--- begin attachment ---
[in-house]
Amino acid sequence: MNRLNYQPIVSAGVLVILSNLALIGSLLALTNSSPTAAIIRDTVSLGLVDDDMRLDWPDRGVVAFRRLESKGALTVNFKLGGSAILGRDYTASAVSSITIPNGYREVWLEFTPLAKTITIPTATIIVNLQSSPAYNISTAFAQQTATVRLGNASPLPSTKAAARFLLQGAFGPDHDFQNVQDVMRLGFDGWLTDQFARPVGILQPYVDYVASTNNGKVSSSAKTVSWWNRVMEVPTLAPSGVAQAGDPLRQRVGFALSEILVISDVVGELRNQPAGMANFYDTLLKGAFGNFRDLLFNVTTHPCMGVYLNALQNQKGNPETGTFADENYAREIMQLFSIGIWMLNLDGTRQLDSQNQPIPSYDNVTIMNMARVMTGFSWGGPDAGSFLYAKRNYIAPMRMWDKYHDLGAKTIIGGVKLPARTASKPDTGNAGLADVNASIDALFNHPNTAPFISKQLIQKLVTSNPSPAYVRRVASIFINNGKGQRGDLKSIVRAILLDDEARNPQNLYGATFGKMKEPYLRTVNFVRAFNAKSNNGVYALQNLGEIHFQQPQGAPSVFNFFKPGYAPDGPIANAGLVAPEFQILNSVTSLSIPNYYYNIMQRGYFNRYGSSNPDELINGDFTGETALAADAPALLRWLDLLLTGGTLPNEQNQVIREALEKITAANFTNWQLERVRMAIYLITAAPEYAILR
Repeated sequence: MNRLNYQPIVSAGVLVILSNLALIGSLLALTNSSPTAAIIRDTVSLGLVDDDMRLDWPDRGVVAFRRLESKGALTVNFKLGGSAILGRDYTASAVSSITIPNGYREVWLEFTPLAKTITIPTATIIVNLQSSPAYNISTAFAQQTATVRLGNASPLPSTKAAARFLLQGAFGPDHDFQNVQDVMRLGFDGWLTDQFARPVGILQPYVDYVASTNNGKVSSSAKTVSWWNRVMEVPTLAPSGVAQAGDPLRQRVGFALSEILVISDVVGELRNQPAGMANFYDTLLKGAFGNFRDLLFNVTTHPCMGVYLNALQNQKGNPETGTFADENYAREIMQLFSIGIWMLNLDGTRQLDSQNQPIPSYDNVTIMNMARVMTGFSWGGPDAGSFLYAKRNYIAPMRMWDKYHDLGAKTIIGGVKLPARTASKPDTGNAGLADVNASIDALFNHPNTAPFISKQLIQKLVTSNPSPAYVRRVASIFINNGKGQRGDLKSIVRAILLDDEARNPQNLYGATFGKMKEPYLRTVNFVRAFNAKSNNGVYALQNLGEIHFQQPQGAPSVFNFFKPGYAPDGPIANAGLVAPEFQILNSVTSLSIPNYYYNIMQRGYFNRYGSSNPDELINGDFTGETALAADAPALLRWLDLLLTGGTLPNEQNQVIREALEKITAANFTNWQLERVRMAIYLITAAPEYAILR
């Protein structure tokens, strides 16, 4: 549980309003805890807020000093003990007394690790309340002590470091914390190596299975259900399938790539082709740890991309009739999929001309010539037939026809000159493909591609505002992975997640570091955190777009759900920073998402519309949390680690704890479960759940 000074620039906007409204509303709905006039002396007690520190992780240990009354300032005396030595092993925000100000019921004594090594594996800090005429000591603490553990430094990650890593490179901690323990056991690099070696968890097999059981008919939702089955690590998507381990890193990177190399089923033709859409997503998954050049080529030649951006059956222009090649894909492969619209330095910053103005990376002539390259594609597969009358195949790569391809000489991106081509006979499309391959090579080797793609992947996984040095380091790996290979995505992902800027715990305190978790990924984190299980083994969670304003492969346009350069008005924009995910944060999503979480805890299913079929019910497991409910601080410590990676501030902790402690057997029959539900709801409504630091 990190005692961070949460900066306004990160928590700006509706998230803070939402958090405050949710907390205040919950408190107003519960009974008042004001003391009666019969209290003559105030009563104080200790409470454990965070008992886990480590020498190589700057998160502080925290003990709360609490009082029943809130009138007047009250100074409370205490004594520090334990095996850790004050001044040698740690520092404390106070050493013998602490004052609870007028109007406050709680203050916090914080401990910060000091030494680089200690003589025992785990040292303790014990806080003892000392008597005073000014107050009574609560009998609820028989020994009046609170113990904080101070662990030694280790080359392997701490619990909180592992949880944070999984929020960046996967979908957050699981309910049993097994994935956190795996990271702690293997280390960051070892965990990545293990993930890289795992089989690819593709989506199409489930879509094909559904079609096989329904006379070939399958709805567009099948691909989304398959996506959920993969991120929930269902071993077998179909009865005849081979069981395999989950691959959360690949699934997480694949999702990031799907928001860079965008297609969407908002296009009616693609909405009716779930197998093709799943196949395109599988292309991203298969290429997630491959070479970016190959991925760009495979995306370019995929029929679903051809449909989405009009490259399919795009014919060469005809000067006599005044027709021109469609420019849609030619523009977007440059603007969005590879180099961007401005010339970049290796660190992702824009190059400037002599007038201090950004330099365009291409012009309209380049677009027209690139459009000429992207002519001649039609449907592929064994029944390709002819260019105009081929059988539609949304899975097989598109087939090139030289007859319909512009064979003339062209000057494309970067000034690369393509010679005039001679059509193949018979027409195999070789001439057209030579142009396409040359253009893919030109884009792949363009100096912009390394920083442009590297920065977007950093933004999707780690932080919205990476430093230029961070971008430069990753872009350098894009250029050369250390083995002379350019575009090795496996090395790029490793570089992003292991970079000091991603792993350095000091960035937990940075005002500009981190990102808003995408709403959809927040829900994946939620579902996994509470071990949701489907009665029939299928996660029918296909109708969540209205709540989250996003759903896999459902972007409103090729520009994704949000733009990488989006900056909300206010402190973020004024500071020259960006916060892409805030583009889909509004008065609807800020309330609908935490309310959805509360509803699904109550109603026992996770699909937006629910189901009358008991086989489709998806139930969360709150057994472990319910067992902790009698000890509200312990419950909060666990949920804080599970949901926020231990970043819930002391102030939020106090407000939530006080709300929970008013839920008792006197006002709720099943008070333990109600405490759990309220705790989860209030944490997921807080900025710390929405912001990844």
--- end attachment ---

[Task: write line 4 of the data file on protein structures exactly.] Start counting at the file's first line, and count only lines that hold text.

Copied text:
């Protein structure tokens, strides 16, 4: 549980309003805890807020000093003990007394690790309340002590470091914390190596299975259900399938790539082709740890991309009739999929001309010539037939026809000159493909591609505002992975997640570091955190777009759900920073998402519309949390680690704890479960759940 000074620039906007409204509303709905006039002396007690520190992780240990009354300032005396030595092993925000100000019921004594090594594996800090005429000591603490553990430094990650890593490179901690323990056991690099070696968890097999059981008919939702089955690590998507381990890193990177190399089923033709859409997503998954050049080529030649951006059956222009090649894909492969619209330095910053103005990376002539390259594609597969009358195949790569391809000489991106081509006979499309391959090579080797793609992947996984040095380091790996290979995505992902800027715990305190978790990924984190299980083994969670304003492969346009350069008005924009995910944060999503979480805890299913079929019910497991409910601080410590990676501030902790402690057997029959539900709801409504630091 990190005692961070949460900066306004990160928590700006509706998230803070939402958090405050949710907390205040919950408190107003519960009974008042004001003391009666019969209290003559105030009563104080200790409470454990965070008992886990480590020498190589700057998160502080925290003990709360609490009082029943809130009138007047009250100074409370205490004594520090334990095996850790004050001044040698740690520092404390106070050493013998602490004052609870007028109007406050709680203050916090914080401990910060000091030494680089200690003589025992785990040292303790014990806080003892000392008597005073000014107050009574609560009998609820028989020994009046609170113990904080101070662990030694280790080359392997701490619990909180592992949880944070999984929020960046996967979908957050699981309910049993097994994935956190795996990271702690293997280390960051070892965990990545293990993930890289795992089989690819593709989506199409489930879509094909559904079609096989329904006379070939399958709805567009099948691909989304398959996506959920993969991120929930269902071993077998179909009865005849081979069981395999989950691959959360690949699934997480694949999702990031799907928001860079965008297609969407908002296009009616693609909405009716779930197998093709799943196949395109599988292309991203298969290429997630491959070479970016190959991925760009495979995306370019995929029929679903051809449909989405009009490259399919795009014919060469005809000067006599005044027709021109469609420019849609030619523009977007440059603007969005590879180099961007401005010339970049290796660190992702824009190059400037002599007038201090950004330099365009291409012009309209380049677009027209690139459009000429992207002519001649039609449907592929064994029944390709002819260019105009081929059988539609949304899975097989598109087939090139030289007859319909512009064979003339062209000057494309970067000034690369393509010679005039001679059509193949018979027409195999070789001439057209030579142009396409040359253009893919030109884009792949363009100096912009390394920083442009590297920065977007950093933004999707780690932080919205990476430093230029961070971008430069990753872009350098894009250029050369250390083995002379350019575009090795496996090395790029490793570089992003292991970079000091991603792993350095000091960035937990940075005002500009981190990102808003995408709403959809927040829900994946939620579902996994509470071990949701489907009665029939299928996660029918296909109708969540209205709540989250996003759903896999459902972007409103090729520009994704949000733009990488989006900056909300206010402190973020004024500071020259960006916060892409805030583009889909509004008065609807800020309330609908935490309310959805509360509803699904109550109603026992996770699909937006629910189901009358008991086989489709998806139930969360709150057994472990319910067992902790009698000890509200312990419950909060666990949920804080599970949901926020231990970043819930002391102030939020106090407000939530006080709300929970008013839920008792006197006002709720099943008070333990109600405490759990309220705790989860209030944490997921807080900025710390929405912001990844």